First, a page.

Note: Data for Ireland and Italy are still lacking for 2020; average quintile incomes for Ireland and Italy have been estimated using the 2019 data adjusted by the growth rates of income and population of the whole economy (thus assuming an equal distribution of growth between all quintiles).

Source: Dauderstädt (2021a) and Eurostat; November 2021.

The picture for Germany is ambiguous: While market income inequality is likely to have increased in 2020, the distribution of disposable incomes might not have changed much. Given the size of Germany’s income support spending, a dramatic rise in inequality is highly unlikely, also in the light of the development in most other European countries. Unfortunately, the change in the data collection method by the Federal Statistical Office of Germany prevents a reliable assessment.


Looking at Italy, a study by researchers at the Bank of Italy on the impact of the pandemic on labour incomes shows that the market incomes of lower-paid workers decreased more than those of high earners. Due to the state support schemes, however, the resulting distribution of net disposable income hardly changed (Carta and De Philippis, 2021). A larger survey (Cánto Sánchez et al., 2021) of four countries (Belgium, Italy, Spain and the UK) found that inequality (Gini) increased only in Italy. Lower income strata were less affected than higher ones due to welfare programmes. Clark et al. (2020) use panel data of another survey and posit that the inequality of disposable income fell during the first nine months of 2020 in France, Germany, Italy, Spain and Sweden. In sum: In Europe, the within-country distribution of disposable income has hardly changed in the wake of the pandemic due to government programmes.

COVID-19 and EU-wide inequality

As can be seen in the lowest curve (referred to as “Eurostat”) in Figure 2, average inequality, measured by the quintile ratio, has always oscillated around 5 (no data yet available for 2020). This curve is the EU-wide value given by Eurostat as the weighted (by population) average of the national values. It is misleading, however, as it neglects the income disparities between countries (Atkinson, 2010; Dauderstädt, 2020). For example, EU-wide inequality jumped in 2007 with the accession of Bulgaria and Romania. It then declined (as between 2005 and 2007) due to strong growth in Eastern Europe. The financial crisis stopped and partially reversed that decline. Following a decade of stagnation, cohesive growth resumed in 2017 but slowed again in the wake of the pandemic.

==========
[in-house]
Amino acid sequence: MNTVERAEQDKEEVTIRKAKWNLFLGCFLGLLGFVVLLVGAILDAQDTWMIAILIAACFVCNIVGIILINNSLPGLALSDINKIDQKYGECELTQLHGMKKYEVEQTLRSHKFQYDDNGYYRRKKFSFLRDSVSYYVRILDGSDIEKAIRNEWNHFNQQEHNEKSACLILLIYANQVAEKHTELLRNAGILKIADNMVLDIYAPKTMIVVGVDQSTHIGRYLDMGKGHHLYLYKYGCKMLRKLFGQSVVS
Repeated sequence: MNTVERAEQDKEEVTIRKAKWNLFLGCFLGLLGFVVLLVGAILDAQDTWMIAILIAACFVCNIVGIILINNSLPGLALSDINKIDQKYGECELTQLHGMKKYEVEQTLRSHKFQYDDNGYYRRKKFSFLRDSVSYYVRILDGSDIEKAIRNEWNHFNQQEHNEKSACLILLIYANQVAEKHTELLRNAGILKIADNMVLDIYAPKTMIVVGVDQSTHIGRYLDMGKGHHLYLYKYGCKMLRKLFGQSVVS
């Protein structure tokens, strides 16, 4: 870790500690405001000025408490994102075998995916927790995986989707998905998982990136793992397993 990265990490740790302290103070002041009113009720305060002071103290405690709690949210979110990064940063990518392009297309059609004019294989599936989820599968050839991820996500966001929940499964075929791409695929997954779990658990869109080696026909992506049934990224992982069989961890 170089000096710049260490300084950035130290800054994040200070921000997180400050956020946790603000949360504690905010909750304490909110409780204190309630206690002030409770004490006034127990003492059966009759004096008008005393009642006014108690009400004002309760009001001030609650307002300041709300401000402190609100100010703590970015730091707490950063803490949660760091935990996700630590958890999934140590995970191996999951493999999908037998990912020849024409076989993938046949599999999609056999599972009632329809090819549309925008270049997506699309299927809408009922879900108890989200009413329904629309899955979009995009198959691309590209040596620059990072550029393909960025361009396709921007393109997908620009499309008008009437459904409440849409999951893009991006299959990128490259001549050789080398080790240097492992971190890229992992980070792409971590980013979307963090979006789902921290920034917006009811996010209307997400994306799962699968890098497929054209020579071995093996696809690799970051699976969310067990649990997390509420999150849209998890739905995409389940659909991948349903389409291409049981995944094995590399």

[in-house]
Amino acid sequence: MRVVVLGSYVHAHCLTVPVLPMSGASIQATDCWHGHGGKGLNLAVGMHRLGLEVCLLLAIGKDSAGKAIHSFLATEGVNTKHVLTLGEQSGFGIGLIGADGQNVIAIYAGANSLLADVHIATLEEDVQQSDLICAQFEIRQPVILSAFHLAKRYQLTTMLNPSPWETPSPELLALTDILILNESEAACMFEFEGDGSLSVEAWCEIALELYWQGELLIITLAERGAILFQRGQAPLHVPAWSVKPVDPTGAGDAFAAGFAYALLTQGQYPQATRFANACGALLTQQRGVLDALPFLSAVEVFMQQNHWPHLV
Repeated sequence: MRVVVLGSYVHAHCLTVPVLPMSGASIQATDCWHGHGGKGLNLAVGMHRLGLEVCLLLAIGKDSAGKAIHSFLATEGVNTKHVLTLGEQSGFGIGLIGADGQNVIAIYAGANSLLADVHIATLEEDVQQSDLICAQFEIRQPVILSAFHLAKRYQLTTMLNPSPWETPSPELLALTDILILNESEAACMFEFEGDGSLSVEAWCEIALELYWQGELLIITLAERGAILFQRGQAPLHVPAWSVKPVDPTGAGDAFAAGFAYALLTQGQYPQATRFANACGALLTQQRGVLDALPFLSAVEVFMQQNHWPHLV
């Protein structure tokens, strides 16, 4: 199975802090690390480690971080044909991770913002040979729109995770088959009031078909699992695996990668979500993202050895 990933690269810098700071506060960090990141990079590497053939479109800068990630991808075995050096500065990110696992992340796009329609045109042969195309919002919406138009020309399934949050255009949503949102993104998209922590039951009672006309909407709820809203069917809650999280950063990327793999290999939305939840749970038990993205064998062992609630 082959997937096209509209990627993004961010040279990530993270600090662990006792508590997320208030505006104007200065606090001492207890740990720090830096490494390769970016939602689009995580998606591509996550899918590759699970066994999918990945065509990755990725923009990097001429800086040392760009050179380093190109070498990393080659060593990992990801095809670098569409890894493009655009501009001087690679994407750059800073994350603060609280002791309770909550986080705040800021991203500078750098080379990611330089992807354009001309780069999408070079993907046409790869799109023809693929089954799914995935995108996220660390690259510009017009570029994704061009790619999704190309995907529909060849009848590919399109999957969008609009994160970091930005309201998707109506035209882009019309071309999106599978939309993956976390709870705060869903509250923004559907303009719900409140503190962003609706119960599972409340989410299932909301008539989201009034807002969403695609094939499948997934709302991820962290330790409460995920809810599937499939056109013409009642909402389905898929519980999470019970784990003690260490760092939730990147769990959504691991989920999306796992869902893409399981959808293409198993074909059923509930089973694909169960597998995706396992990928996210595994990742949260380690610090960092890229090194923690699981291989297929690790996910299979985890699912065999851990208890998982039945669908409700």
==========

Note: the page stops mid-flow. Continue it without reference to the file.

As shown above, both within-country and between-country inequality have not changed much, and the impact of the pandemic on EU-wide inequality, as measured by the S80/S20 ratio, has been weak so far (Dauderstädt, 2021a). The main reason for that is that the effect of the large differences between national growth rates (see Figure 1) has been weak, as the hardest hit southern periphery represents the lower middle income group of the EU, with per capita incomes around €20,000. The low income group on the eastern periphery (with per capita incomes below €20,000) and the high income group of the north-western centre (with per capita incomes above €30,000) both suffered less on average, albeit with very diverse national performances.